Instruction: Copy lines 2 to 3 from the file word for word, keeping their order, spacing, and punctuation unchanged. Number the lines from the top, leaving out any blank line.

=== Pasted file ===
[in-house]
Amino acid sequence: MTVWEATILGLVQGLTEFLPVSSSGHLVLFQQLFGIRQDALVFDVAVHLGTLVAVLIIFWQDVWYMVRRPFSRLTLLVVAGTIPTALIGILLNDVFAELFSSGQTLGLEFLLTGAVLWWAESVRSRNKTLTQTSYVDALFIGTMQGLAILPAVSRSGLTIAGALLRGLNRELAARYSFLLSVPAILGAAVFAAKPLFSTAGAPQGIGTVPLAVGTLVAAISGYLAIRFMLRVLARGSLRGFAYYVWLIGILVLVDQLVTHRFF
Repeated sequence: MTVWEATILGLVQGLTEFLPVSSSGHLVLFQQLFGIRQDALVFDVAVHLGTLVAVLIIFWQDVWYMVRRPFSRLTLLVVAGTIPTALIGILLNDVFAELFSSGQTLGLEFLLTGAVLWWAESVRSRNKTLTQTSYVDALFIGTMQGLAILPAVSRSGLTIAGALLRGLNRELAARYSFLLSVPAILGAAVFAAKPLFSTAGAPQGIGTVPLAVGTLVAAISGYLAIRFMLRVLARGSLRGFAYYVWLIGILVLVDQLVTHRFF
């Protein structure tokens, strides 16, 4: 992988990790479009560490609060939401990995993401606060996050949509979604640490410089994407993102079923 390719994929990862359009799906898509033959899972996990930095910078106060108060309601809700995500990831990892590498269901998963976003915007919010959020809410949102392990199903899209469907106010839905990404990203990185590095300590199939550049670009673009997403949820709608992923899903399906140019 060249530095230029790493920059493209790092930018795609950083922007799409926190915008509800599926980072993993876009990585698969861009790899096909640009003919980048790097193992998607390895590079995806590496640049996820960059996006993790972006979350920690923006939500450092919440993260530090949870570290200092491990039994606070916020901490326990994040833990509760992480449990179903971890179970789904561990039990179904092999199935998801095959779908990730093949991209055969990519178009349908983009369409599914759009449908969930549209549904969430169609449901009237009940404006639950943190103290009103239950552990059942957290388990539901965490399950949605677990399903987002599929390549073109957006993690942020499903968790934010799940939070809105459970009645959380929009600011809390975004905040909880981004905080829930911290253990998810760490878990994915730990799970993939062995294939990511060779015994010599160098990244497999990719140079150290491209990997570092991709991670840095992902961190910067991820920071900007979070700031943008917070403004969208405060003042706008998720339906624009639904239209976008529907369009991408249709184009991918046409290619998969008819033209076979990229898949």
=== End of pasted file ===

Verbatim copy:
Amino acid sequence: MTVWEATILGLVQGLTEFLPVSSSGHLVLFQQLFGIRQDALVFDVAVHLGTLVAVLIIFWQDVWYMVRRPFSRLTLLVVAGTIPTALIGILLNDVFAELFSSGQTLGLEFLLTGAVLWWAESVRSRNKTLTQTSYVDALFIGTMQGLAILPAVSRSGLTIAGALLRGLNRELAARYSFLLSVPAILGAAVFAAKPLFSTAGAPQGIGTVPLAVGTLVAAISGYLAIRFMLRVLARGSLRGFAYYVWLIGILVLVDQLVTHRFF
Repeated sequence: MTVWEATILGLVQGLTEFLPVSSSGHLVLFQQLFGIRQDALVFDVAVHLGTLVAVLIIFWQDVWYMVRRPFSRLTLLVVAGTIPTALIGILLNDVFAELFSSGQTLGLEFLLTGAVLWWAESVRSRNKTLTQTSYVDALFIGTMQGLAILPAVSRSGLTIAGALLRGLNRELAARYSFLLSVPAILGAAVFAAKPLFSTAGAPQGIGTVPLAVGTLVAAISGYLAIRFMLRVLARGSLRGFAYYVWLIGILVLVDQLVTHRFF